• John Jantak

Vaudreuil-Dorion revises housing development back to four storeys


The site for the planned housing development is on the west side of Route de Lotbinière between Rue Émond and Rue Lalonde in the Dorion sector of Vaudreuil-Dorion.

The City of Vaudreuil-Dorion has decided to scrap plans for a six-storey residential project on Route de Lotbinière and has reverted the scale of the project back to its original four-storey concept.

The decision by city officials was made after they reviewed concerns made by area resident Domenique Asselin who first raised issue about the height of the proposed six-storey building and the potential adverse effects it could have on the nearby residential area during question period at a council meeting on October 21 last year.

Possible contravention

Asselin told council at the time that the city’s original Programme particulier d’urbanisme (PPU) which was adopted in 2015 stated that new buildings within the area were to be between two to four floors high and that the six-storey building would contravene the city urban development plan protocol for the area just south of Harwood Boulevard.

The new six-storey height requirement came about through a by-law change that was adopted by the city in 2017, which reportedly contravened the building height limitations for the area.


Resident Domenique Asselin at the Vaudreuil-Dorion council meeting on January 20. Asselin said he’s pleased the city will revert the scope of a new residential project on Route de Lotbinière from six storeys back to four storeys.

Citizen’s persistence

The city initially said the project did not contravene the height restrictions. Asselin persisted in trying to get the city to revise the scope of the project by continually raising the issue at subsequent council meetings. He even presented council with a petition signed by about 100 residents who were opposed to the proposed six-storey project.

Asselin insisted he was never opposed to the development project – he just wanted the city to go back to their original development plans. City officials looked into the matter and eventually found the revised by-law for the proposed six-storey building was not in accordance with height limits that were imposed in its urban development plan for the area.

‘Good news for the democratic process’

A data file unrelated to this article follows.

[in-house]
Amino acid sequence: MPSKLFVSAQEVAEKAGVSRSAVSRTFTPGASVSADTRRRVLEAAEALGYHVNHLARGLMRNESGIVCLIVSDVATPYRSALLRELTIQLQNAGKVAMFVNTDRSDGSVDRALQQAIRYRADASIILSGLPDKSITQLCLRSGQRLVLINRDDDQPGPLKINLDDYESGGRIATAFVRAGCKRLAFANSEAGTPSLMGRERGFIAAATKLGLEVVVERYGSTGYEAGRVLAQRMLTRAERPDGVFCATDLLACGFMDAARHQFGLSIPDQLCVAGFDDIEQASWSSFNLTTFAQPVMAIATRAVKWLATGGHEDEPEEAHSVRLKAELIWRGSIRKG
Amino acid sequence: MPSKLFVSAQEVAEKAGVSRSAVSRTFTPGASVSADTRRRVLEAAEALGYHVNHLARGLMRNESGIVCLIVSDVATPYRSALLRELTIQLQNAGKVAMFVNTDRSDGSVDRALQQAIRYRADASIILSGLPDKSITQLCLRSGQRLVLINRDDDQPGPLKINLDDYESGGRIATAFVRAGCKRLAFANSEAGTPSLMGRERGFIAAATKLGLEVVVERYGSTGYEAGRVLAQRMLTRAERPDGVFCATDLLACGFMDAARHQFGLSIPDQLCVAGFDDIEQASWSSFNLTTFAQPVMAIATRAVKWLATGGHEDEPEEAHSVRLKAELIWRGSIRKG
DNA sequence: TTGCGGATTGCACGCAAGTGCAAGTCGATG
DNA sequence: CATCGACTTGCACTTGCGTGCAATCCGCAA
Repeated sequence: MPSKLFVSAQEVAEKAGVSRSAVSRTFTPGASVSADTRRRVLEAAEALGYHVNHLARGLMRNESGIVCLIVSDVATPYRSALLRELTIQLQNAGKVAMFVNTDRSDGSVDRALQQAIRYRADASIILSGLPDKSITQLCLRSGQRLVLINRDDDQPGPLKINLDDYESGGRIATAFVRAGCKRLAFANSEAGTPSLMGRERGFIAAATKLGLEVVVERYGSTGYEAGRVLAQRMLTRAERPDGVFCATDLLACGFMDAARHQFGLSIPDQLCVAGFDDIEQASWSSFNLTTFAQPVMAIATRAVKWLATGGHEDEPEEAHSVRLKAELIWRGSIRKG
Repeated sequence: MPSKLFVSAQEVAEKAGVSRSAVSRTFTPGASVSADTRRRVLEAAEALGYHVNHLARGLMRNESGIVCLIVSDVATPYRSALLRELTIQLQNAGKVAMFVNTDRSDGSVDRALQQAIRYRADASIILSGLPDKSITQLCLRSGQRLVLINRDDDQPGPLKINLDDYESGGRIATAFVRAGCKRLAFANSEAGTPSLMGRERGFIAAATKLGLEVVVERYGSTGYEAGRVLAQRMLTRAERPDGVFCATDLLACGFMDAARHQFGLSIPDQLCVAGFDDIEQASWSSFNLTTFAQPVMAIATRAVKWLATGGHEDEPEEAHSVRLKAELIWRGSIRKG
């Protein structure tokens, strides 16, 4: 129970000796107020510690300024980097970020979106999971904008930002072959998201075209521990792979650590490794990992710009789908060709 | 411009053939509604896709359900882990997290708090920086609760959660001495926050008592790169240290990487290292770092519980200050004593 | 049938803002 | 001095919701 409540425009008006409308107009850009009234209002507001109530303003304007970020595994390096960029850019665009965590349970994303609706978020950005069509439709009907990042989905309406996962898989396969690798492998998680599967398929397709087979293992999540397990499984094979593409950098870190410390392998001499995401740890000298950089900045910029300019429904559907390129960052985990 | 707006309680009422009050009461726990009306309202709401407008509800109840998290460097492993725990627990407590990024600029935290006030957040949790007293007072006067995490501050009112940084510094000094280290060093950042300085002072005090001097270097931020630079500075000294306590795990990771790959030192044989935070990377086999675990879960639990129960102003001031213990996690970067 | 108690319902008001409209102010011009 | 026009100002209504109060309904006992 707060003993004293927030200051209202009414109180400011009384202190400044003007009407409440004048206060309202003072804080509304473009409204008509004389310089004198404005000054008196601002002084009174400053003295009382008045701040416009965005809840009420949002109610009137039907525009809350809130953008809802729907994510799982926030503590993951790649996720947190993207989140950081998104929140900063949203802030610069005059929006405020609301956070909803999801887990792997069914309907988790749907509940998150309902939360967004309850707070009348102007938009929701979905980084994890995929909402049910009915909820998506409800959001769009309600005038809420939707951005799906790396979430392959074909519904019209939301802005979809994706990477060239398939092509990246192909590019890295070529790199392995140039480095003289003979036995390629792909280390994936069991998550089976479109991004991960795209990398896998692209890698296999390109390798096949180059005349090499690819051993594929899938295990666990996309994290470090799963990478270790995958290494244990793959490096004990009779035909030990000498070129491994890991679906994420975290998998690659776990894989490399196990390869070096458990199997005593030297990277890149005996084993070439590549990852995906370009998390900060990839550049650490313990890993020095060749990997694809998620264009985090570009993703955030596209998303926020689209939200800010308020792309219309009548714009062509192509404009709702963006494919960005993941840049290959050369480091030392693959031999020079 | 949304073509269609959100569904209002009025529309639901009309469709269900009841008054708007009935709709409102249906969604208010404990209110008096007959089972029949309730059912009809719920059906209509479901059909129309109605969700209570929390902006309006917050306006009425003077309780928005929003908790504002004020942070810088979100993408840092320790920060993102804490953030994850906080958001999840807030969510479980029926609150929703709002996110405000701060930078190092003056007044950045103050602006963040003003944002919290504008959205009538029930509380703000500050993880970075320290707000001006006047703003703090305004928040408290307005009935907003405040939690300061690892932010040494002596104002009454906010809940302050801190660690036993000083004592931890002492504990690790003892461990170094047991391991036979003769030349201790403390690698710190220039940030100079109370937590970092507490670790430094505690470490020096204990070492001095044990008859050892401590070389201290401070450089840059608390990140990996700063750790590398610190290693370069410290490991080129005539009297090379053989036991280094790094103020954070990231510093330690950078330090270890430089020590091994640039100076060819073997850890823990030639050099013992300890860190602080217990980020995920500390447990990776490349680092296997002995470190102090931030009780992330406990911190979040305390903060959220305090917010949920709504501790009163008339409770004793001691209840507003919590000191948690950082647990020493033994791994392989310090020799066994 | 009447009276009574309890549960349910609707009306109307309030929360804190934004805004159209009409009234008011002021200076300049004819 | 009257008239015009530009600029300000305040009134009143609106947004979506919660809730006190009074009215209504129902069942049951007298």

“I think it’s good news for the democratic process, especially when you get a group of people together to try to investigate something you think might be problematic. Well we actually got the city officials to look into it and they found there was a flaw and that the situation can be corrected according to the concerns of the citizens,” Asselin told The Journal.

“It was really a good decision by the city to go back into the process to look into the matter. I’m definitely happy about the change but I’m also cautious about what’s coming up next. I’m going to continue to follow the situation to see if there are any changes in the near future or to see if the city goes back on their decision,” said Asselin.

While Asselin hasn’t yet spoken to his neighbours about the city’s change of plans, he’s certain they will be pleased with the decision. “I definitely think that the people who signed the petition will at least be a little bit happy with the reduced scope of the project. It’s in accordance with the neighbourhood’s vision,” Asselin said.

Clerical error

Mayor Guy Pilon said the city made a clerical oversight by omitting to put details about revised six-storey building plans into another document. “Like I always said, we’re going to check to see if there was a mistake made, and if there was, we would correct it. It seems there was a little thing that was never done that we were supposed to do,” said Pilon.

“We were left with three choices. The first option was to build a four-level building, or we could have just changed a few words in the document and ask people if it was okay to go back to its original 10-level concept or we could have completely changed the project and redo everything. We decided go with the population and the four-level proposal,” added Pilon.

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